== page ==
Why Do Authors Use Pen Names?
For many, the thought of being able to anonymously express oneself through writing is liberating. Many have achieved this by using pen names. Pen names -- sometimes referred to as pseudonyms and aliases—are names used in place of an author’s real name. While some authors use pen names because they want to keep anonymity, female authors often turn to using male pen names to be taken more seriously in their work. Even the most famous authors have hidden behind pen names to experiment in their writing without any expectation. Whether it be to avoid discrimination, escape the pressure of fame, or simply to separate themselves from their work, authors use pen names to obtain freedom and seek greater opportunity.
One of the most common reasons for using pen names is to avoid gender-based discrimination. Charlotte Bronte is one of the most popular examples of this. Due to the societal expectations set on women at the time, Bronte had to write under the male pen name Currer Bell in order to be taken seriously. According to source 2, women in her era were forced into, “the stereotype of the docile and domestic Victorian feminine (National Endowment for the Humanities, paragraph 1)”. These women were heavily discouraged from pursuing any passion they may have had in literature. If Bronte had attempted to publish under her real name, her novels would have never reached the level of success that they did. It is even likely that she would have been refused publication. Not only did publishers discourage her from writing, but people in Bronte’s own personal life did too. In a letter from Robert Southey to Charlotte Bronte, Southey told her, “Literature cannot be the business of a woman’s life, and it ought not to be. The more she is engaged in her proper duties, the less leisure she will have for it even as an accomplishment and a recreation (Robert Southey, paragraph 3).” The entirety of this letter deterred Bronte from writing, as Southey saw that it was not a woman’s place. Unfortunately, this is how the majority of men thought of women at the time and led to women like Bronte’s use of pen names. In addition to discrimination, fame can also lead to the use of pen names.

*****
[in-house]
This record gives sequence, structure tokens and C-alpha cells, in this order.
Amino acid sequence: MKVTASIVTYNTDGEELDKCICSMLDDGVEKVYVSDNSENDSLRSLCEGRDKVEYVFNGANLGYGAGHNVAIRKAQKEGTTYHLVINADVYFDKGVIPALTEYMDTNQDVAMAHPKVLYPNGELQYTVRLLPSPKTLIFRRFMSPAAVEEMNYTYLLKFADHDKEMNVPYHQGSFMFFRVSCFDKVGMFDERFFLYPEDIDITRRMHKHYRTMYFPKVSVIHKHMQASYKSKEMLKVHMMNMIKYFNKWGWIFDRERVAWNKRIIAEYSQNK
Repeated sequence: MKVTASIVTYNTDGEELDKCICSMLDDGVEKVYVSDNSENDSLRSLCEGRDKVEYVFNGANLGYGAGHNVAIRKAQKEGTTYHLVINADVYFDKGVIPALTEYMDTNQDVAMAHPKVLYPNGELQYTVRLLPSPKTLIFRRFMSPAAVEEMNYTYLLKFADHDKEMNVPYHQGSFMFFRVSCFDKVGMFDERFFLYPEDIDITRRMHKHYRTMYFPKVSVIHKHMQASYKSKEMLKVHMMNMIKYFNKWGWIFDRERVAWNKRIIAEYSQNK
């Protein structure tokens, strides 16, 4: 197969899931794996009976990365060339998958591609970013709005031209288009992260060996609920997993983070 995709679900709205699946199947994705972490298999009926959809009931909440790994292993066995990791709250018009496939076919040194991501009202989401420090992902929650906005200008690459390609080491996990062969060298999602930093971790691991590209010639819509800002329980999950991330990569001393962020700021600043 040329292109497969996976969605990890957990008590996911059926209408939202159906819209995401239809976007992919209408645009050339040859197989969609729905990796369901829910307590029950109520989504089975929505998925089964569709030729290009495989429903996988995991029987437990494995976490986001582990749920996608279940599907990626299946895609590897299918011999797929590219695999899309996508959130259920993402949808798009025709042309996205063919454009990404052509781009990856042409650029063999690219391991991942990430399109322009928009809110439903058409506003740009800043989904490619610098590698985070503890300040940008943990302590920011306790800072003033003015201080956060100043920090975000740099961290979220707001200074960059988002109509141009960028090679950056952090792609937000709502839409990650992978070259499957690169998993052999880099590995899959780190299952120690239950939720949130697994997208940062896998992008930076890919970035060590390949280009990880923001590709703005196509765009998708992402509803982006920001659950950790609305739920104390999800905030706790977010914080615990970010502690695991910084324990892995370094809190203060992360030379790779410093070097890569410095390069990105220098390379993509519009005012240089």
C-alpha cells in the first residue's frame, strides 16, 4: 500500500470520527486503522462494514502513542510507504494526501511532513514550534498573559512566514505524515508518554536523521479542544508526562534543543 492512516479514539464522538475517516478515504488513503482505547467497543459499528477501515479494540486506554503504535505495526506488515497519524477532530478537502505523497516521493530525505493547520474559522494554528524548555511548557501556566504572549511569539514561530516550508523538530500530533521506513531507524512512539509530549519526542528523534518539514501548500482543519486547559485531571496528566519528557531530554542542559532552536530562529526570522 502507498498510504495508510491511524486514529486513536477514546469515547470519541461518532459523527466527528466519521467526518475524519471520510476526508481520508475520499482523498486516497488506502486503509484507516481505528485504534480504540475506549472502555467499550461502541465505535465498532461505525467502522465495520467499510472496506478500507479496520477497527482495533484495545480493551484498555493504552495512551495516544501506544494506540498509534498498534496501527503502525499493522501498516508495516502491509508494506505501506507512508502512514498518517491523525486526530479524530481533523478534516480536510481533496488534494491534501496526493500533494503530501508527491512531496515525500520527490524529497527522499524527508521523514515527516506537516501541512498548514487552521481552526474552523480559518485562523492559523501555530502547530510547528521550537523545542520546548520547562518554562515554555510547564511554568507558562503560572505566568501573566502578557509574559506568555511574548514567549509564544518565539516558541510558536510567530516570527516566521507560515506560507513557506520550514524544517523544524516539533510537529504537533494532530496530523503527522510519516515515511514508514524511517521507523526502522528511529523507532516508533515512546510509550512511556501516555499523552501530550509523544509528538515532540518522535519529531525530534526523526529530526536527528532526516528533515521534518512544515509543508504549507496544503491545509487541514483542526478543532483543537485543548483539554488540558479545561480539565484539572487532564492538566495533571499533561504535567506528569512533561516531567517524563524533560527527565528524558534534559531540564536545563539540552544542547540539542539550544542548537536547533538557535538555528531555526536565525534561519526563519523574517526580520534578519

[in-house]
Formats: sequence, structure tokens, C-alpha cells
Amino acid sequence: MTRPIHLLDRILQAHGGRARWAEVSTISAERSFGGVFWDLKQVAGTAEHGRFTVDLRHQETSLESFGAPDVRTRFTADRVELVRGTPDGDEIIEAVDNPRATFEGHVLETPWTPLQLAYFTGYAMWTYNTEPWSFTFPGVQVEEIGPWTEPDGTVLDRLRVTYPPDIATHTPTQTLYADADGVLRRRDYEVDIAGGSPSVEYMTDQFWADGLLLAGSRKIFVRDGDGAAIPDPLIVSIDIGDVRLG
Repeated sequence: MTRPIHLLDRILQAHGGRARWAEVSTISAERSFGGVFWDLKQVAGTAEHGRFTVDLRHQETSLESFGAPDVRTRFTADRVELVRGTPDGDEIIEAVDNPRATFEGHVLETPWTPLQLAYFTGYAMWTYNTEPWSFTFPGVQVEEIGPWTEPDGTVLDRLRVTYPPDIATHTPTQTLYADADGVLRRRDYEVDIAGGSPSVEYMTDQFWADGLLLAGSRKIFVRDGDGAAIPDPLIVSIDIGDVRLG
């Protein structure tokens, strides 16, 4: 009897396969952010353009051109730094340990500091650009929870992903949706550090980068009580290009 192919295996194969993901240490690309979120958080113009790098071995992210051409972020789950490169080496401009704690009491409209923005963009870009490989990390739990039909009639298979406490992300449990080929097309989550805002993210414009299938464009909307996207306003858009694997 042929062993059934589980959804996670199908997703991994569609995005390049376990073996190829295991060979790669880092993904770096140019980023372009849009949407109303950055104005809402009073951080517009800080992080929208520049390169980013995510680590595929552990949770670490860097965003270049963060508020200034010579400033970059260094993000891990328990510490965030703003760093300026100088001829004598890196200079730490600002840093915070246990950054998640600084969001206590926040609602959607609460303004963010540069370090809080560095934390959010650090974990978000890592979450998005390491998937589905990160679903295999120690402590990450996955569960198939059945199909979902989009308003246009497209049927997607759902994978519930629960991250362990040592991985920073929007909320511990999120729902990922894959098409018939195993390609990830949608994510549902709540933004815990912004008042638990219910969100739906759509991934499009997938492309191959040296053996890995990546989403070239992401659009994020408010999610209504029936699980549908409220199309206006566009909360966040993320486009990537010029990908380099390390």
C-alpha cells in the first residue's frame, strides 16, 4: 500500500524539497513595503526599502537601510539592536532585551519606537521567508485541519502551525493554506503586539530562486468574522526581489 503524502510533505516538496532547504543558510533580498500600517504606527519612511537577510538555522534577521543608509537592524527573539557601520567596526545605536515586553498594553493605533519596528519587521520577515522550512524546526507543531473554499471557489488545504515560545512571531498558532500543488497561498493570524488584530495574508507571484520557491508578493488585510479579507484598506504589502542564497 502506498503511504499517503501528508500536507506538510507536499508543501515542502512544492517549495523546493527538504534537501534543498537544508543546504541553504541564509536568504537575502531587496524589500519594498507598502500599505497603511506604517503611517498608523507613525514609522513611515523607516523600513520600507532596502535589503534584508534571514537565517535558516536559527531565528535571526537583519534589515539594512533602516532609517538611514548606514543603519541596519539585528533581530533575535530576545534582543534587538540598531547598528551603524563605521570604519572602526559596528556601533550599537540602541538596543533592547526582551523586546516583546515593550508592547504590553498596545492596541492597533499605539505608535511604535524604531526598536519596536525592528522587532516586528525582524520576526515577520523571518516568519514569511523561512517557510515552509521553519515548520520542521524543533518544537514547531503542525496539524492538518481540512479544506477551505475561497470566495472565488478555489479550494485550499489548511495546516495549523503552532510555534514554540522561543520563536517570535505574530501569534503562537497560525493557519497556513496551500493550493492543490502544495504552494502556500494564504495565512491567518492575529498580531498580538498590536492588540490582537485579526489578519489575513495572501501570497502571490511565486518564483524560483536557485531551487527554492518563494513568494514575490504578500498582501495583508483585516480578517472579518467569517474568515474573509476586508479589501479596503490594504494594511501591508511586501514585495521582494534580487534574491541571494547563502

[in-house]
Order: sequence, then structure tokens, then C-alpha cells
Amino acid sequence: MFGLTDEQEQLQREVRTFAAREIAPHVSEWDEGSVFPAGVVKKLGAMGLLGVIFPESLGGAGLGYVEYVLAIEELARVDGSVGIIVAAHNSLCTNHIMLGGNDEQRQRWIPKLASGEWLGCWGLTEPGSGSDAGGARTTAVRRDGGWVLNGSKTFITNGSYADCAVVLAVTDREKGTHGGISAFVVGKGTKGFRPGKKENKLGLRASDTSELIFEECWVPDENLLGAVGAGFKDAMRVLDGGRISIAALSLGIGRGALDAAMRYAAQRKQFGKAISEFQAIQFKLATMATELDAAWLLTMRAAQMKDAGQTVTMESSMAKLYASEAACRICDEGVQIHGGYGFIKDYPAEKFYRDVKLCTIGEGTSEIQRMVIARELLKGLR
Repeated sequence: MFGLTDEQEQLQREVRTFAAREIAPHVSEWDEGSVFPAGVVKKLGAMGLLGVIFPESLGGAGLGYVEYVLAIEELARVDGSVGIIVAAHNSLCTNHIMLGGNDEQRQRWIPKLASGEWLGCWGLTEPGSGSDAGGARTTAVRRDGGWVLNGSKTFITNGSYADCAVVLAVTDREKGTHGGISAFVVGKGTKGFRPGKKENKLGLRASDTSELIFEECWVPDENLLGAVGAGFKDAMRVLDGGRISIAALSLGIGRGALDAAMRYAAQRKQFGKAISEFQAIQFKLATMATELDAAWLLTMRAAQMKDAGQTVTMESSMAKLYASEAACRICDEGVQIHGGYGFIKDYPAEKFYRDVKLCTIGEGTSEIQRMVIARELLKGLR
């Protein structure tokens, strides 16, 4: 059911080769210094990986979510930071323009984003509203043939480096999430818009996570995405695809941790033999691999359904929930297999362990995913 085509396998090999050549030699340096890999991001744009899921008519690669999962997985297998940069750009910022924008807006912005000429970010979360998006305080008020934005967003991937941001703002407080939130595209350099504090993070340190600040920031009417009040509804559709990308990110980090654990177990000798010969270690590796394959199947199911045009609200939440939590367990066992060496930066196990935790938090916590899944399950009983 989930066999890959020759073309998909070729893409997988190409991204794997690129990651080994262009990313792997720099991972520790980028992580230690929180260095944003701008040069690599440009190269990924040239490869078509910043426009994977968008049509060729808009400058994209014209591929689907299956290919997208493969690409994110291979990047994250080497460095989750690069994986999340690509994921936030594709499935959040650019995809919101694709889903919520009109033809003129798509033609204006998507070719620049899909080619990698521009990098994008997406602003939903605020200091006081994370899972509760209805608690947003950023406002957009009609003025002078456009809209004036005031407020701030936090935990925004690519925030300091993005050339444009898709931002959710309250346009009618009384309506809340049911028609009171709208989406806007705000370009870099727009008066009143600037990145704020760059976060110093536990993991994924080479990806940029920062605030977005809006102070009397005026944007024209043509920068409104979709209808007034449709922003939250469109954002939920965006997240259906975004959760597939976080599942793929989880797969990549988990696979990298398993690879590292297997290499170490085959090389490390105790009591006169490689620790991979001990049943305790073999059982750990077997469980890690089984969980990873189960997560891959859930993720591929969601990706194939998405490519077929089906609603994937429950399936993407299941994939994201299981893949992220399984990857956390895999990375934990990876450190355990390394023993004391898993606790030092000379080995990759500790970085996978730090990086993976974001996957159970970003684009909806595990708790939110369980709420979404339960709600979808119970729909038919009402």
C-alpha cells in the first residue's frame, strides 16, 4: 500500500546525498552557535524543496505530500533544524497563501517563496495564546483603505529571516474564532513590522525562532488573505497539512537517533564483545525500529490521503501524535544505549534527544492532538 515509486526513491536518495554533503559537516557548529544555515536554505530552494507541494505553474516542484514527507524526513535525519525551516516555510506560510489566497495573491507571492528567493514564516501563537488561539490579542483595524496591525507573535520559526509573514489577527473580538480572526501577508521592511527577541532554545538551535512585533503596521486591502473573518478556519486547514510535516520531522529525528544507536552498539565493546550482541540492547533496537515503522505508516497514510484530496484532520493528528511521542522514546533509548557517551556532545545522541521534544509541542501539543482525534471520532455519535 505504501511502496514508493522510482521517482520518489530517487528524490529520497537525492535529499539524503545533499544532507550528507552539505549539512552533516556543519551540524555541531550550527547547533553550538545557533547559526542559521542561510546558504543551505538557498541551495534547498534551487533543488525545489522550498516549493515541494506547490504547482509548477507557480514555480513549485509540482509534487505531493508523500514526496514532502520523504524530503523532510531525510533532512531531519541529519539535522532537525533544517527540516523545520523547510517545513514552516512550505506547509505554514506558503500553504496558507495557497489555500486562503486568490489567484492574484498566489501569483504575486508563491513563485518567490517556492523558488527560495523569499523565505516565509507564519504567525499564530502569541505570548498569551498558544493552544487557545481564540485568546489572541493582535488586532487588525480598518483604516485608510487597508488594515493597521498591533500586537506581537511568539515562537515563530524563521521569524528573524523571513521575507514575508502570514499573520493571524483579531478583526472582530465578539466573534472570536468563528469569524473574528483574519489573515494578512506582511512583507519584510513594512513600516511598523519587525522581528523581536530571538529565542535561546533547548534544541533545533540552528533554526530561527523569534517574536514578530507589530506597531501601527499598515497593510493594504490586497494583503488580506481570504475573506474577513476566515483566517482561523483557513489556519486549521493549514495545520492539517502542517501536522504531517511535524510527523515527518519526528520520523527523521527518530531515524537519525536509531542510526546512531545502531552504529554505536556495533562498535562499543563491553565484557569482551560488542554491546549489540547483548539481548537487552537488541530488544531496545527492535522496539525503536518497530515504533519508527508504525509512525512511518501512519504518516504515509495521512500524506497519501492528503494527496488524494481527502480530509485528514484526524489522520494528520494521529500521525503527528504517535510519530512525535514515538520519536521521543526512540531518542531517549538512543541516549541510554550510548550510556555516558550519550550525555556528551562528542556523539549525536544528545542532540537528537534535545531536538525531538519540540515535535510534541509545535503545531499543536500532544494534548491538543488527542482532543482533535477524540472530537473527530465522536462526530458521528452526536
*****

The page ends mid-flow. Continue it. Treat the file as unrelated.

Pen names have been used by various famous authors as an opportunity to produce their art to a smaller audience. For example, after the Harry Potter series gained traction, JK Rowling started to write detective novels under the pen name Robert Galbraith. When asked why she chose to use a new pen name, she responded, “I was yearning to go back to the beginning of a writing career in this new genre, to work without hype or expectation and to receive totally unvarnished feedback (E. Bennet, paragraph 4).” Because of Rowlings fame, critics would have held her work in this new genre to a higher standard. On the other hand, the dedicated fan base that Rowling had gained would have given her positive feedback no matter what she wrote. Stephen King wrote under the pen name Richard Bachman for a similar reason. He believed that using a pen name gave him the opportunity to test whether his books do well because of his talent or purely because of luck (J.L. Campbell, paragraph 3). It allowed him to analyze the cause of his success without the pressure of a fan base. Not only are pen names used by authors who are already famous to separate themselves from their work, but they are also used by regular people for the same reason.
Other authors use pen names because they would prefer not to be associated with their writings. Often, this is out of fear that the people in their personal lives would make a mockery of them. This was the case for Eric Blair. Blair published under the name George Orwell so that he did not embarrass his family (E. Bennet, paragraph 1). For him, using the pen name was the only way to present his ideas to the world without having to worry about being ridiculed. This also holds true for author C.S. Lewis. In source 1, the author states, “C.S. Lewis, concerned about his status as a professor at Oxford, used the name Clive Hamlinton to publish a collection of poems (E. Bennet, paragraph 1).” Lewis likely would have been fired if he did not decide to adopt the pen name. Pen names have allowed Blair, Lewis, and numerous other authors to separate themselves from their identity as a writer.
In the world of literature, it is quite common for talented writers to hide behind pen names to keep their identity a secret. They allow authors to publish their ideas and gain freedom. Some turn to pen names to overcome discrimination or to write without the burden of fame, whereas others would merely prefer to separate their writing lives from their personal lives. In many situations, pen names are the only way that authors can receive the opportunity to publish a book, and for this reason have remained important to countless authors for several centuries.